There is a bond between travel writers and photographers that goes beyond cravings for weird food and questionable style (I’m thinking of the convertible pants/shorts I own). You see, “photography” literally means “writing with light.”
Think of the implications: Writers have their keyboards (electronic typewriters). Now we photographers have our light writers. Or think of the people on our travels who don’t want to be photographed. Who’d ever say no to, “may I make a light writing of you?”
Seriously, though, when we photographers think of ourselves as writers, we make better photographs; like writers with words, the best photographers write compelling stories with images.
This simple lesson was driven home to me the day I joined a team of 24 great photographers from around the globe to photograph the island of Tasmania. Technology and photo guru Mikkel Aaland had orchestrated the event as a way to road-test Abobe Photoshop Lightroom 2.0 while photographing for his book about using Photoshop Lightroom.
This assemblage of accomplished photographic storytellers was an inspiring and daunting crew to be a part of.
I pursued stories centered on people enjoying the wilds of Tasmania—climbers, kayakers, hikers, mountain bikers. Each of the other photographers had their story about Tassie to tell, but Tokyo- and New York-based commercial photographer Maki Kawakita’s project was one of the most fascinating. Maki was capturing self-portraits with complex costumes. In one series of images, she dressed as the anime character Kiki in the very place that Japan’s version of Walt Disney, Hayao Miyazaki, had conceived of her while on a trip to Tasmania.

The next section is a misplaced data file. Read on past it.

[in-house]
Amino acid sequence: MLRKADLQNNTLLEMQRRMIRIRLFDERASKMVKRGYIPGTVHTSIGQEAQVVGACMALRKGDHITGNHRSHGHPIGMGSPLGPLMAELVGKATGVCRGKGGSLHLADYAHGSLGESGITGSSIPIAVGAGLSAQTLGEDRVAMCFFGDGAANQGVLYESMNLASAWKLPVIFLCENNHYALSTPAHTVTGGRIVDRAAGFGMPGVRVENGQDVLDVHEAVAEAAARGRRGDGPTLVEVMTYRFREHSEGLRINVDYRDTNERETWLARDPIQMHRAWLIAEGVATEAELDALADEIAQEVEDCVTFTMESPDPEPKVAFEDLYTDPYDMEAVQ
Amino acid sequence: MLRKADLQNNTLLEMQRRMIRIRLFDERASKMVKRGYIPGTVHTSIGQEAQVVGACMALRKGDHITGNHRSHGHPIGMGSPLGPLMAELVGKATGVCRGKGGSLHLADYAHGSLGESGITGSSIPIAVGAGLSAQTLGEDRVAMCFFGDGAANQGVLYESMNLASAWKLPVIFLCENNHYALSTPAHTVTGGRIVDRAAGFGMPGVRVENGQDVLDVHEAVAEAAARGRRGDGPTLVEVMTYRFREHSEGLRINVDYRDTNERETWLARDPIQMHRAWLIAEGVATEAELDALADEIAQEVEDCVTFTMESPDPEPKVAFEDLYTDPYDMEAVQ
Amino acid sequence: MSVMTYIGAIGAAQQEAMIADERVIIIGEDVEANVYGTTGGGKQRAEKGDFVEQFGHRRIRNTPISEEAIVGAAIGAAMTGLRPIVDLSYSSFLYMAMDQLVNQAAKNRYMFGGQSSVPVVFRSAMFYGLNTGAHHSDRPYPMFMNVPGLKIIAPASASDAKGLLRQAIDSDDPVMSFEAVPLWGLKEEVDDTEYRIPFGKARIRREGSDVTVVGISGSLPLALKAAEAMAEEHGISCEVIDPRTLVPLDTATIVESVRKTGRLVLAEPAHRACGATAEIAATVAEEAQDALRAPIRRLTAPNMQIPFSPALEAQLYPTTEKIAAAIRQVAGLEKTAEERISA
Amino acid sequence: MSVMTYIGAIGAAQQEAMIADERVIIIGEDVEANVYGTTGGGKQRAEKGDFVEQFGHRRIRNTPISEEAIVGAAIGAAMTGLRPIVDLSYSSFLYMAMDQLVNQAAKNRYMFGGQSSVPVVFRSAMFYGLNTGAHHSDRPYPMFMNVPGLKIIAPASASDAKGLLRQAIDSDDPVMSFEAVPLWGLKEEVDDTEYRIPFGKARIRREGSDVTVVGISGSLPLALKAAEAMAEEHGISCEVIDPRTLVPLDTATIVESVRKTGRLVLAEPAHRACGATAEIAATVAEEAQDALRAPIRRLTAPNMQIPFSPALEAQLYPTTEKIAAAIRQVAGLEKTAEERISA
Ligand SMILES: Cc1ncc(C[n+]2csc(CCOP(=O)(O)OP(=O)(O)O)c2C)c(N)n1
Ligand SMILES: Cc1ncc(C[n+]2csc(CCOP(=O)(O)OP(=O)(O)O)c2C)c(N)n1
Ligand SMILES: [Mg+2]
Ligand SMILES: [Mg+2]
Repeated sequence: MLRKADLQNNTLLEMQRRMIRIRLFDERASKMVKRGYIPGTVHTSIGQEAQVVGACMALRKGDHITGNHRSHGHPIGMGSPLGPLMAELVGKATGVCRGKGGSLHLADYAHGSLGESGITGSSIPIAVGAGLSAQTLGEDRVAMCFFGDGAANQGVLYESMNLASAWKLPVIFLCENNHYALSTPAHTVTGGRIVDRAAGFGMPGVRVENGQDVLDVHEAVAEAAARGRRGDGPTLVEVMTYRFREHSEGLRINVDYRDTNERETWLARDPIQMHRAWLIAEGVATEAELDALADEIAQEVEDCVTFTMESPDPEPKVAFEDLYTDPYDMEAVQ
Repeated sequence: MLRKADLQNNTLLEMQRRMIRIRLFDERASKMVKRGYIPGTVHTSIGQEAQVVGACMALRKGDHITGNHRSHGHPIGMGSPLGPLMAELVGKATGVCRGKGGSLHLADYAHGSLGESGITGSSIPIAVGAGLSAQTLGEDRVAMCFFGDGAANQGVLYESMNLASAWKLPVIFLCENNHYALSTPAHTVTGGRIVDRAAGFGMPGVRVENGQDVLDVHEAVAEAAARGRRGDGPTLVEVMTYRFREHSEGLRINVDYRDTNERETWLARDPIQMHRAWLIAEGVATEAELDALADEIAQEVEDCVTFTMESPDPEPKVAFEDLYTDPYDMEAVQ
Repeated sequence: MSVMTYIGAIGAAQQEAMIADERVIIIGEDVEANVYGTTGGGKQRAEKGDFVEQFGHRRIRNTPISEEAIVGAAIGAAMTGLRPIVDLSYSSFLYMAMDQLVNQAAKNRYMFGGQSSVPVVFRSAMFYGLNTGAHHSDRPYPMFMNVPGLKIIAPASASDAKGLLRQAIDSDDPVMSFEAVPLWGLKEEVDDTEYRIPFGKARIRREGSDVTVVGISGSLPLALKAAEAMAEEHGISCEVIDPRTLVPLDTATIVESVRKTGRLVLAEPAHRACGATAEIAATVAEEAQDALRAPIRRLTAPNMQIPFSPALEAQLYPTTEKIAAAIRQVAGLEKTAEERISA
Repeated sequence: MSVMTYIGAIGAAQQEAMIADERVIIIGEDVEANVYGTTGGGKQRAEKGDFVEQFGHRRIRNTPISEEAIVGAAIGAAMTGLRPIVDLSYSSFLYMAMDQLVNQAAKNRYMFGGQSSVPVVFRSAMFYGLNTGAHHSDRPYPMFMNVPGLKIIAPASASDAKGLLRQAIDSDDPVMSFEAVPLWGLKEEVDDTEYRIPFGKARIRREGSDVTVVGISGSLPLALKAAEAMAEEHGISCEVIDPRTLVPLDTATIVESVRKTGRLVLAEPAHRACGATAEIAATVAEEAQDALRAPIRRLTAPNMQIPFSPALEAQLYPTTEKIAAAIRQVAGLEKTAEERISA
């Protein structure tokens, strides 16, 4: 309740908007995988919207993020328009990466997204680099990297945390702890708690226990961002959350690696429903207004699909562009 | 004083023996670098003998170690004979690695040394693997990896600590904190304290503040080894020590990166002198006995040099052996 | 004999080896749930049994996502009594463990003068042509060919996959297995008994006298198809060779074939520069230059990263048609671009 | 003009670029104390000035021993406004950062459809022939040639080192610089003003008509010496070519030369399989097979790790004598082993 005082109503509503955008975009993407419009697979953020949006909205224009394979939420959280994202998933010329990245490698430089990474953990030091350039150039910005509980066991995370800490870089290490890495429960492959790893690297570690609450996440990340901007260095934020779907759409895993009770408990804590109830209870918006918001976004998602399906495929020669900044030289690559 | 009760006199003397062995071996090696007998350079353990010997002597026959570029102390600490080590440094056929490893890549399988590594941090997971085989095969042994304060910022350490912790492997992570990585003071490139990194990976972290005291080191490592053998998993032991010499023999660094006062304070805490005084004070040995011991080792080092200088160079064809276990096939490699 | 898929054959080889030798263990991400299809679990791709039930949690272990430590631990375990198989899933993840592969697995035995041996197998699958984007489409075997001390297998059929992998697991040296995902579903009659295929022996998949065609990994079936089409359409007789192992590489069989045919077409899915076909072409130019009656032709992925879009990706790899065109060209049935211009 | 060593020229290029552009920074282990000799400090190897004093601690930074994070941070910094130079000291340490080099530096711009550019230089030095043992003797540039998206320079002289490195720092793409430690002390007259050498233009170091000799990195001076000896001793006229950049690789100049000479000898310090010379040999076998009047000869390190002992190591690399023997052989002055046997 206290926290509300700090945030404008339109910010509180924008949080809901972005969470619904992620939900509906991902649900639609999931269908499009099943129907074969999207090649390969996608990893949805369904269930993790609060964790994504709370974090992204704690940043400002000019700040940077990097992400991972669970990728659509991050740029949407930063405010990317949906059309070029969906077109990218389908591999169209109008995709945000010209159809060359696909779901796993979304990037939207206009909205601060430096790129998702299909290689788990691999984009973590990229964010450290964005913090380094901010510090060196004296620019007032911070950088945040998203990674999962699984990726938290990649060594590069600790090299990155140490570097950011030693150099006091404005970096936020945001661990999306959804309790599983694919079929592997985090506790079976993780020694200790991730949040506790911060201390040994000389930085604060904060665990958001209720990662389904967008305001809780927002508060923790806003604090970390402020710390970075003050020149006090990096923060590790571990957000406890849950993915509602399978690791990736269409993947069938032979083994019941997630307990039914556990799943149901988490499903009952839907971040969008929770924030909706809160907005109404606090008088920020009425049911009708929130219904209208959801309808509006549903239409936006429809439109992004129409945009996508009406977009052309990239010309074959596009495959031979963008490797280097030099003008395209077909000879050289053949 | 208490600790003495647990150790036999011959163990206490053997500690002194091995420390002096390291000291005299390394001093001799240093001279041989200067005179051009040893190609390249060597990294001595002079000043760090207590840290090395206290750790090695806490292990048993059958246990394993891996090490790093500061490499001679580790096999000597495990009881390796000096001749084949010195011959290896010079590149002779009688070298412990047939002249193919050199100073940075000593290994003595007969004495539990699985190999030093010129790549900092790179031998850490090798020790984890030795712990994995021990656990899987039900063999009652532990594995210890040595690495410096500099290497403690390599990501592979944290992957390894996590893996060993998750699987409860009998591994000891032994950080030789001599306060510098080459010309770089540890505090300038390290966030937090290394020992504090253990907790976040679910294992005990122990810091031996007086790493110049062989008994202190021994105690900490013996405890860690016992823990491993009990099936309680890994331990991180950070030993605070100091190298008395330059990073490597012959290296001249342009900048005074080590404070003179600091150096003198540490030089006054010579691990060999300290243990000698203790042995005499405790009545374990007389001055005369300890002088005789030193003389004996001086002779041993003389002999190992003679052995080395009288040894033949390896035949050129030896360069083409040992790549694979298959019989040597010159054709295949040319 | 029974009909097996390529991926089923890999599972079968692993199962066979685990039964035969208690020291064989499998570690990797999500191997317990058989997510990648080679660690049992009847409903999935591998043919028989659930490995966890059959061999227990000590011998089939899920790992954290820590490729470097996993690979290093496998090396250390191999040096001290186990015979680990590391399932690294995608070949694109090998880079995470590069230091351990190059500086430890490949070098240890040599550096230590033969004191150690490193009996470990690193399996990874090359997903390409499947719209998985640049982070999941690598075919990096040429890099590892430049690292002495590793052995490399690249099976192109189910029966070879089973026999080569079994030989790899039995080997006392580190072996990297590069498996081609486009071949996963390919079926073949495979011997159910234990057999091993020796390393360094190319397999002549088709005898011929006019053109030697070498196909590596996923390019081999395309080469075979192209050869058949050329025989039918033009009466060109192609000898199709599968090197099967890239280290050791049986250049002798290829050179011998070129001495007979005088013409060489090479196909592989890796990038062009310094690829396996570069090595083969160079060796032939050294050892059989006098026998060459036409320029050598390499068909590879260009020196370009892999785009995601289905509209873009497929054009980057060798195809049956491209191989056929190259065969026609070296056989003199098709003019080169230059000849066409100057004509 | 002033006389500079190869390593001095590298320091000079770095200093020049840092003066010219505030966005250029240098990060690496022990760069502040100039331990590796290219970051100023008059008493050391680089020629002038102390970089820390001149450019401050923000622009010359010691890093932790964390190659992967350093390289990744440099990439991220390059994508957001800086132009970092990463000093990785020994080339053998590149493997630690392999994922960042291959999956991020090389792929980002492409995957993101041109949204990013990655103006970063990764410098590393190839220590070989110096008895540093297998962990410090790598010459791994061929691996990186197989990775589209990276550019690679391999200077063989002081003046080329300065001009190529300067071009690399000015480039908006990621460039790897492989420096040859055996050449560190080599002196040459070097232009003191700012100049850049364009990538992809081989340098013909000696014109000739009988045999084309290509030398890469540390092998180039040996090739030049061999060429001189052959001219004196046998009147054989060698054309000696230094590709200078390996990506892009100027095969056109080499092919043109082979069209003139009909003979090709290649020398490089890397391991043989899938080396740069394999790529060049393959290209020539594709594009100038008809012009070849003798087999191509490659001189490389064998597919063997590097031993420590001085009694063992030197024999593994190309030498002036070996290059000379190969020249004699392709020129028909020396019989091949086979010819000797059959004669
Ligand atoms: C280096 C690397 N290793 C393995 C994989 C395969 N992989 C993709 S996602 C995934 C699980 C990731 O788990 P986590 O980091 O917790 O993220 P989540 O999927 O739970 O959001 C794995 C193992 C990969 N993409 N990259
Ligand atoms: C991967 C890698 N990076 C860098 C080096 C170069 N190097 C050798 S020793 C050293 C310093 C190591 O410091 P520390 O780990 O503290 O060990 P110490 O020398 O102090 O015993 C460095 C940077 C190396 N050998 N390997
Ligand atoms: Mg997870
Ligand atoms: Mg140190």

As strange as the endeavor might seem to the uninitiated, for millions of Japanese, Tasmania is known as the place where Kiki had her bakery. In fact, Japanese pilgrims travel frequently to the town of Ross in Tassie just to see this place. Maki’s recreations of Kiki were by no means the dull travel snapshots that clog Flickr, bore relatives and fill dusty shoeboxes in the back of the closet. Maki’s images, rather, were great storytelling, and surely would compel even more anime pilgrims to the island of Tasmania.
When we write, we need to have something to say. When we photograph, it is the same.
When aspiring photographers ask me for advice, I urge them to stay away from making the trophy pictures—the ones that that say, “Look at me! I was there.” That story is old and boring.
Instead, pick just one thing and play photojournalist for awhile. Make friends and get invited to a pirate wedding in Tasmania. Tag along and document fishermen at work, or hike with climbers to photograph them as they ascend the mythic Tasmanian Totem Pole.
By remembering to ask yourself what story you are trying to tell before you press the shutter release, you’ll find that you make more compelling travel photos—and you’ll likely learn something about a place that you never would have known had you not been looking for that perfect story.